Fedweek

Among the many complications related to the partial government shutdown and President Trump’s executive order freezing federal salary rates is the matter of pay for senior political appointees in the Executive Schedule. The prospect of a raise for them has become a political controversy at a time President Trump has ordered a salary rate freeze for career federal employees, many of whom further are in unpaid status due to the partial government shutdown.

In its initial guidance on the order, OPM had noted that because of the lapse of the prior general government appropriations bill, a long-standing restriction in that measure on the actual pay received by Executive Schedule officials also lapsed. That language had kept their actual pay frozen since a general salary rate freeze over 2011-2013.

However, in the meantime, the underlying rates had increased on paper, in turn raising the caps applying at senior career levels to both regular salary and total compensation (salary plus bonuses). For example, the cap on SES salaries rose over those years to $189,600 while the actual pay for those in Executive Level II, the rate to which that cap is tied, remained fixed at $179,700.

OPM’s initial guidance on Trump’s order noted that with the expiration of the freeze on actual Executive Schedule pay, those officials were due for a pay boost to catch them up with the paper raises since 2013, effective January 6, the start of the first pay period of this year. However, following a political outcry, OPM amended that guidance to tell agencies to hold off paying those increases “until appropriations legislation is enacted that would clarify the status of the freeze.”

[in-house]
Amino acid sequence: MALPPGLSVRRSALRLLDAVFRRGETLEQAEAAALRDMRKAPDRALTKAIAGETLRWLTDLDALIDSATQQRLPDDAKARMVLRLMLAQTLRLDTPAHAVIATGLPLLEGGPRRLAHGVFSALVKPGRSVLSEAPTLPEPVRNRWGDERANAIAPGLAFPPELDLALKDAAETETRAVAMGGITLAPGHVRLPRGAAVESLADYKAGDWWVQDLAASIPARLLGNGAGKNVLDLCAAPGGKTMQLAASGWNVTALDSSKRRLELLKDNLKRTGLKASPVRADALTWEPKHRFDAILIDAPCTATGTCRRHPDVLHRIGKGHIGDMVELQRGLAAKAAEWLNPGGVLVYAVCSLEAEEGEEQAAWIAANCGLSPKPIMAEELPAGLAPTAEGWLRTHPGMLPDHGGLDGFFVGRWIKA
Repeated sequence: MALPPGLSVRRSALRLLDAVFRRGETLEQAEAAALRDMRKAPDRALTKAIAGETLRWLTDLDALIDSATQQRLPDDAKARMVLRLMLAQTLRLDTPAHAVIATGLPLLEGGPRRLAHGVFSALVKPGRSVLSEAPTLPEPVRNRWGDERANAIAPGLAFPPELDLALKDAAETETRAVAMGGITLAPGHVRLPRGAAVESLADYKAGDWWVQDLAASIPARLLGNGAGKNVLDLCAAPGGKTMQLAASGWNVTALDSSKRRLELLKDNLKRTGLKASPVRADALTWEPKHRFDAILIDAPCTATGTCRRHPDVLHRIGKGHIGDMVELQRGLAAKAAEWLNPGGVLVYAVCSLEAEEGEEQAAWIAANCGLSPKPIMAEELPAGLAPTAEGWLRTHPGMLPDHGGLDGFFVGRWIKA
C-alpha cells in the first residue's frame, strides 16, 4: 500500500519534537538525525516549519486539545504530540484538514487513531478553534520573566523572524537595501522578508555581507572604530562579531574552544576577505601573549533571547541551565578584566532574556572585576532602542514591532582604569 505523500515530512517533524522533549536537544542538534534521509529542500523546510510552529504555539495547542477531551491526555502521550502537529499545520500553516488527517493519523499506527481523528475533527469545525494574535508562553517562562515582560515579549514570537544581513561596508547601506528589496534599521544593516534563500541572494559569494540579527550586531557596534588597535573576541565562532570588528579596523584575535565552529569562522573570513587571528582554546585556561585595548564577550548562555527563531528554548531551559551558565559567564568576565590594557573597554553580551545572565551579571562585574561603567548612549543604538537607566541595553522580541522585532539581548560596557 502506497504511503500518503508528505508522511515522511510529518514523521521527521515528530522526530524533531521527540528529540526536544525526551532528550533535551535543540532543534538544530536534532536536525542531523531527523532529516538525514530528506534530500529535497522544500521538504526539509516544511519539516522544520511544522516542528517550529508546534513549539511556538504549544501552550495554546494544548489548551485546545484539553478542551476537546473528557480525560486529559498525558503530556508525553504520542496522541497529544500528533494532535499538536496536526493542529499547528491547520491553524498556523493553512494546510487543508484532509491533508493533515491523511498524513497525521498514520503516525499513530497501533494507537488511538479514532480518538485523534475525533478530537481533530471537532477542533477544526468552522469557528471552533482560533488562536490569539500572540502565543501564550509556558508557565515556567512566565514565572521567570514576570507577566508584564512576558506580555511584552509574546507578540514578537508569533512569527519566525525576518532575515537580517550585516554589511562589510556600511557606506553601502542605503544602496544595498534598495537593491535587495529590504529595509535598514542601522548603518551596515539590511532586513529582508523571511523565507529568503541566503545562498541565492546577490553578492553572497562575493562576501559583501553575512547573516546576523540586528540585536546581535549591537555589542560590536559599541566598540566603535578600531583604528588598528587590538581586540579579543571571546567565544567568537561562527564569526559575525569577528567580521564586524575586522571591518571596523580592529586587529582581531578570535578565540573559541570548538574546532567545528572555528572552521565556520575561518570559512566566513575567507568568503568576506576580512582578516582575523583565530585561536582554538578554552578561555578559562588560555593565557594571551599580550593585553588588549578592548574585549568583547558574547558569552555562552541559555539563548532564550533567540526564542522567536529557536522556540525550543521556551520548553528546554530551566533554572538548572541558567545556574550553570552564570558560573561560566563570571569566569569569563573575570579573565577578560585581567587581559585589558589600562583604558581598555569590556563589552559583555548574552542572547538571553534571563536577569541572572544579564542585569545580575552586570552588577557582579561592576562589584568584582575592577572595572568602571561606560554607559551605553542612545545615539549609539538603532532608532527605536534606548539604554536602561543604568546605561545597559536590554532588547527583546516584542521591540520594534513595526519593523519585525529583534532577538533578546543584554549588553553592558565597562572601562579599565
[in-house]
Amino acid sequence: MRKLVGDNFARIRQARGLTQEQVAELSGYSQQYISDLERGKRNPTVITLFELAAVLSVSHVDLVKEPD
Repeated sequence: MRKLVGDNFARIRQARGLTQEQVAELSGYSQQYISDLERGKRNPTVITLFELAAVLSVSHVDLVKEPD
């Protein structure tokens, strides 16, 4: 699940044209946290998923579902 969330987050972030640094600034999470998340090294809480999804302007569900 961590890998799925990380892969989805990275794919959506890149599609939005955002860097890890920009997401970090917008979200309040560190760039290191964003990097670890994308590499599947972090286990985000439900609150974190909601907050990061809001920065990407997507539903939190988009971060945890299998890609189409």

The House approved last week, and is poised to approve again this week, language to reinstate the Executive Schedule freeze and keep the actual payable rates for political appointees at the levels they had been for years. That would not impact the pay caps for career employees in senior levels since they are determined by the on-paper rates, which further could yet increase if a raise for this year becomes law.